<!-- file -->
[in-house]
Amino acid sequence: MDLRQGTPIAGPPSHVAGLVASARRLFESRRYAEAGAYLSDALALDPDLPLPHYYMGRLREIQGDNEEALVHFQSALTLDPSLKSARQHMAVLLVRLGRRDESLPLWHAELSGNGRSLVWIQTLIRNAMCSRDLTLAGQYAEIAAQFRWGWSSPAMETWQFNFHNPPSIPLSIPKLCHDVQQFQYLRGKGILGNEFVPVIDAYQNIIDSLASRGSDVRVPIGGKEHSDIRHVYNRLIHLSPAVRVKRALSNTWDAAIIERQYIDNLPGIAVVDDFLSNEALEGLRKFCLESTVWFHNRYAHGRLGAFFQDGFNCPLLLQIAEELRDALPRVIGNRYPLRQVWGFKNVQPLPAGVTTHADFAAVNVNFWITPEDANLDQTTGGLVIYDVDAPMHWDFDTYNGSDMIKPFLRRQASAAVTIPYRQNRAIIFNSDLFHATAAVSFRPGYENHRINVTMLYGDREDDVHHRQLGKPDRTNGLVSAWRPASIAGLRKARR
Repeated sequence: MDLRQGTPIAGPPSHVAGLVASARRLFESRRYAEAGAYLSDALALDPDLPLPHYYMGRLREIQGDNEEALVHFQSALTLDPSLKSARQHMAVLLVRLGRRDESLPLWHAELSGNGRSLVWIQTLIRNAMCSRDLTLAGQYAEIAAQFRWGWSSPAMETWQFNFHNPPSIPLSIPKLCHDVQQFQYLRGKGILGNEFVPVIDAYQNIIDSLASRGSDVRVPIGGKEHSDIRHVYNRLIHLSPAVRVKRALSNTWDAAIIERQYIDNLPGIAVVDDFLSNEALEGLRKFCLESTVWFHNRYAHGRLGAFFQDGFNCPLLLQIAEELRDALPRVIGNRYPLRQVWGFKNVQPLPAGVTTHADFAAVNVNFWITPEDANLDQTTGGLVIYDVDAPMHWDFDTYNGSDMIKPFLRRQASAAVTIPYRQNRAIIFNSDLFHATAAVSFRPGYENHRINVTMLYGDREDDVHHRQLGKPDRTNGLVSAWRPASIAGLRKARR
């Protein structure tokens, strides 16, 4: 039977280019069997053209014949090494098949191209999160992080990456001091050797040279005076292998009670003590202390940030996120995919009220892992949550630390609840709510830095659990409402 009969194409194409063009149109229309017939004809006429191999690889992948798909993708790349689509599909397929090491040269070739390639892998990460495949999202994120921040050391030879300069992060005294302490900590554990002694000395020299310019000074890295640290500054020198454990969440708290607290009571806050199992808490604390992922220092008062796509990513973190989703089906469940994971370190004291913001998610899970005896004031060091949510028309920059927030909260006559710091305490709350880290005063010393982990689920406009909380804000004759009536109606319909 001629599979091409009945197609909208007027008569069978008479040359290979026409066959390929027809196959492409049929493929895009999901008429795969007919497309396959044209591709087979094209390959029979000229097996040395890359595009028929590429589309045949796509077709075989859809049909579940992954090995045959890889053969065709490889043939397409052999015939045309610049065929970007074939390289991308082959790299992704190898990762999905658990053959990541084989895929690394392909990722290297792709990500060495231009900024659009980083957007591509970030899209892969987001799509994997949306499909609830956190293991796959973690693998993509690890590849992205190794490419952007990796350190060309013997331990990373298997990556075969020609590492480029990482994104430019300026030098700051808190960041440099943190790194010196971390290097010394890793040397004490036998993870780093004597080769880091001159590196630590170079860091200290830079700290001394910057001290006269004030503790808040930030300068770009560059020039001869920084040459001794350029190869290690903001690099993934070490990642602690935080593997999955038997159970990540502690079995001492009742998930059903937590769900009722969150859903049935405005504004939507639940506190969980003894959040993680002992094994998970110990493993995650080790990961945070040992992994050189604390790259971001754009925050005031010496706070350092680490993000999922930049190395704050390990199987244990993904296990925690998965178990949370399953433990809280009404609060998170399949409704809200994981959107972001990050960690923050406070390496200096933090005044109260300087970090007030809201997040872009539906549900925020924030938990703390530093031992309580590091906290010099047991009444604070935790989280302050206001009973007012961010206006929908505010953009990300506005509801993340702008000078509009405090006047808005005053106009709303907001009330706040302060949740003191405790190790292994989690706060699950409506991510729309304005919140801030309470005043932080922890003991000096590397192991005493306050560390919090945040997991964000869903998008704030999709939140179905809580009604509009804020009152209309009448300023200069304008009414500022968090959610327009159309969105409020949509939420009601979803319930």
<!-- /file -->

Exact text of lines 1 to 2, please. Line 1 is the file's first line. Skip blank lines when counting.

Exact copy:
[in-house]
Amino acid sequence: MDLRQGTPIAGPPSHVAGLVASARRLFESRRYAEAGAYLSDALALDPDLPLPHYYMGRLREIQGDNEEALVHFQSALTLDPSLKSARQHMAVLLVRLGRRDESLPLWHAELSGNGRSLVWIQTLIRNAMCSRDLTLAGQYAEIAAQFRWGWSSPAMETWQFNFHNPPSIPLSIPKLCHDVQQFQYLRGKGILGNEFVPVIDAYQNIIDSLASRGSDVRVPIGGKEHSDIRHVYNRLIHLSPAVRVKRALSNTWDAAIIERQYIDNLPGIAVVDDFLSNEALEGLRKFCLESTVWFHNRYAHGRLGAFFQDGFNCPLLLQIAEELRDALPRVIGNRYPLRQVWGFKNVQPLPAGVTTHADFAAVNVNFWITPEDANLDQTTGGLVIYDVDAPMHWDFDTYNGSDMIKPFLRRQASAAVTIPYRQNRAIIFNSDLFHATAAVSFRPGYENHRINVTMLYGDREDDVHHRQLGKPDRTNGLVSAWRPASIAGLRKARR